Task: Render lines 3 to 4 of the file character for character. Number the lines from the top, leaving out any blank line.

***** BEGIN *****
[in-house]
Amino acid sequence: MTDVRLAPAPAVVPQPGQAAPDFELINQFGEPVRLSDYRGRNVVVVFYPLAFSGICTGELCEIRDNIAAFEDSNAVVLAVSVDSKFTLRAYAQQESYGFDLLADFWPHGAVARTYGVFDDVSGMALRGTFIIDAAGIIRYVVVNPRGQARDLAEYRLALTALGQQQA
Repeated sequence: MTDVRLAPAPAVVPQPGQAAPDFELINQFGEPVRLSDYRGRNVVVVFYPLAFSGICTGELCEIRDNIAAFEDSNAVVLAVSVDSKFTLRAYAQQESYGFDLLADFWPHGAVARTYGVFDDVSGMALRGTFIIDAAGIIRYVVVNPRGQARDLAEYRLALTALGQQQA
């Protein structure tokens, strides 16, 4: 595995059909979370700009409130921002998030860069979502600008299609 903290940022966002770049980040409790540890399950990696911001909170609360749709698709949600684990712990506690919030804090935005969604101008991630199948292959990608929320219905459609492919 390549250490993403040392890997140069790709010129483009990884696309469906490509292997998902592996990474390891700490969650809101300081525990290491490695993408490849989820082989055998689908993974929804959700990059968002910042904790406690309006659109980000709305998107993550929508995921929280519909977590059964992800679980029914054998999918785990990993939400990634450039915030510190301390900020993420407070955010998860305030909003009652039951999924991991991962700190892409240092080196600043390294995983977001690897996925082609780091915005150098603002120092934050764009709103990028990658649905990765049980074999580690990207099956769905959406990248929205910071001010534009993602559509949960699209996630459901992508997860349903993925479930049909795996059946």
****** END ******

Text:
Repeated sequence: MTDVRLAPAPAVVPQPGQAAPDFELINQFGEPVRLSDYRGRNVVVVFYPLAFSGICTGELCEIRDNIAAFEDSNAVVLAVSVDSKFTLRAYAQQESYGFDLLADFWPHGAVARTYGVFDDVSGMALRGTFIIDAAGIIRYVVVNPRGQARDLAEYRLALTALGQQQA
């Protein structure tokens, strides 16, 4: 595995059909979370700009409130921002998030860069979502600008299609 903290940022966002770049980040409790540890399950990696911001909170609360749709698709949600684990712990506690919030804090935005969604101008991630199948292959990608929320219905459609492919 390549250490993403040392890997140069790709010129483009990884696309469906490509292997998902592996990474390891700490969650809101300081525990290491490695993408490849989820082989055998689908993974929804959700990059968002910042904790406690309006659109980000709305998107993550929508995921929280519909977590059964992800679980029914054998999918785990990993939400990634450039915030510190301390900020993420407070955010998860305030909003009652039951999924991991991962700190892409240092080196600043390294995983977001690897996925082609780091915005150098603002120092934050764009709103990028990658649905990765049980074999580690990207099956769905959406990248929205910071001010534009993602559509949960699209996630459901992508997860349903993925479930049909795996059946």